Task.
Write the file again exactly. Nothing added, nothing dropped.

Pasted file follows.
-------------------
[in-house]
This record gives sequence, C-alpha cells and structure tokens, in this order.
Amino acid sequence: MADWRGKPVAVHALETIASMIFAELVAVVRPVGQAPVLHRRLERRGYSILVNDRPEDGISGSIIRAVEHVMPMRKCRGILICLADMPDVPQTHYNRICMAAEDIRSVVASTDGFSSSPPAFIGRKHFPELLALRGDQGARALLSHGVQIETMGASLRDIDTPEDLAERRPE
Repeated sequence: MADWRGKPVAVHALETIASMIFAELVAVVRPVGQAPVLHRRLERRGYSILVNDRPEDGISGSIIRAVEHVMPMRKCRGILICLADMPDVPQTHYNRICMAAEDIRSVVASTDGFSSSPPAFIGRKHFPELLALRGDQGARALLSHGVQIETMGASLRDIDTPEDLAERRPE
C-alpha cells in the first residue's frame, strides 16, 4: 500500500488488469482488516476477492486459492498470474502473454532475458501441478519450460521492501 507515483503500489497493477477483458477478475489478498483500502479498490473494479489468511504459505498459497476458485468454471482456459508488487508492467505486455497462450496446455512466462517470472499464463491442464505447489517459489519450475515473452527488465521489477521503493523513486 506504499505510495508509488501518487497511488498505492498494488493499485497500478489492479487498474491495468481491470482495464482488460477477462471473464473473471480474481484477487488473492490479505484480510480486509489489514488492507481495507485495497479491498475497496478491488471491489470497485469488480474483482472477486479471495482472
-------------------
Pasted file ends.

[in-house]
This record gives sequence, C-alpha cells and structure tokens, in this order.
Amino acid sequence: MADWRGKPVAVHALETIASMIFAELVAVVRPVGQAPVLHRRLERRGYSILVNDRPEDGISGSIIRAVEHVMPMRKCRGILICLADMPDVPQTHYNRICMAAEDIRSVVASTDGFSSSPPAFIGRKHFPELLALRGDQGARALLSHGVQIETMGASLRDIDTPEDLAERRPE
Repeated sequence: MADWRGKPVAVHALETIASMIFAELVAVVRPVGQAPVLHRRLERRGYSILVNDRPEDGISGSIIRAVEHVMPMRKCRGILICLADMPDVPQTHYNRICMAAEDIRSVVASTDGFSSSPPAFIGRKHFPELLALRGDQGARALLSHGVQIETMGASLRDIDTPEDLAERRPE
C-alpha cells in the first residue's frame, strides 16, 4: 500500500488488469482488516476477492486459492498470474502473454532475458501441478519450460521492501 507515483503500489497493477477483458477478475489478498483500502479498490473494479489468511504459505498459497476458485468454471482456459508488487508492467505486455497462450496446455512466462517470472499464463491442464505447489517459489519450475515473452527488465521489477521503493523513486 506504499505510495508509488501518487497511488498505492498494488493499485497500478489492479487498474491495468481491470482495464482488460477477462471473464473473471480474481484477487488473492490479505484480510480486509489489514488492507481495507485495497479491498475497496478491488471491489470497485469488480474483482472477486479471495482472